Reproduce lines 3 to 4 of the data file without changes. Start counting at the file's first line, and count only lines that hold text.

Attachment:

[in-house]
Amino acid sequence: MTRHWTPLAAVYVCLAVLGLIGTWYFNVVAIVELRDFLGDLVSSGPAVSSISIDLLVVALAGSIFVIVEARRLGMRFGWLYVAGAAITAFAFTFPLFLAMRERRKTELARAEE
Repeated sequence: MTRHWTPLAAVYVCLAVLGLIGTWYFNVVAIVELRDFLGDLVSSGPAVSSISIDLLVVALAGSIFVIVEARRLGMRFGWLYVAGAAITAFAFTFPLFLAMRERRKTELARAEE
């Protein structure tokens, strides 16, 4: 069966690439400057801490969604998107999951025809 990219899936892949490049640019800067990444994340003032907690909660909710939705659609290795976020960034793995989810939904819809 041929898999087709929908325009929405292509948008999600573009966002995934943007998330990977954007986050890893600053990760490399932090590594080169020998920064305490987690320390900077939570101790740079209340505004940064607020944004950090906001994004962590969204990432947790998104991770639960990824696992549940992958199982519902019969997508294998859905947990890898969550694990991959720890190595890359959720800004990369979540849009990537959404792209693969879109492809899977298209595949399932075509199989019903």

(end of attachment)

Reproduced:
Repeated sequence: MTRHWTPLAAVYVCLAVLGLIGTWYFNVVAIVELRDFLGDLVSSGPAVSSISIDLLVVALAGSIFVIVEARRLGMRFGWLYVAGAAITAFAFTFPLFLAMRERRKTELARAEE
């Protein structure tokens, strides 16, 4: 069966690439400057801490969604998107999951025809 990219899936892949490049640019800067990444994340003032907690909660909710939705659609290795976020960034793995989810939904819809 041929898999087709929908325009929405292509948008999600573009966002995934943007998330990977954007986050890893600053990760490399932090590594080169020998920064305490987690320390900077939570101790740079209340505004940064607020944004950090906001994004962590969204990432947790998104991770639960990824696992549940992958199982519902019969997508294998859905947990890898969550694990991959720890190595890359959720800004990369979540849009990537959404792209693969879109492809899977298209595949399932075509199989019903």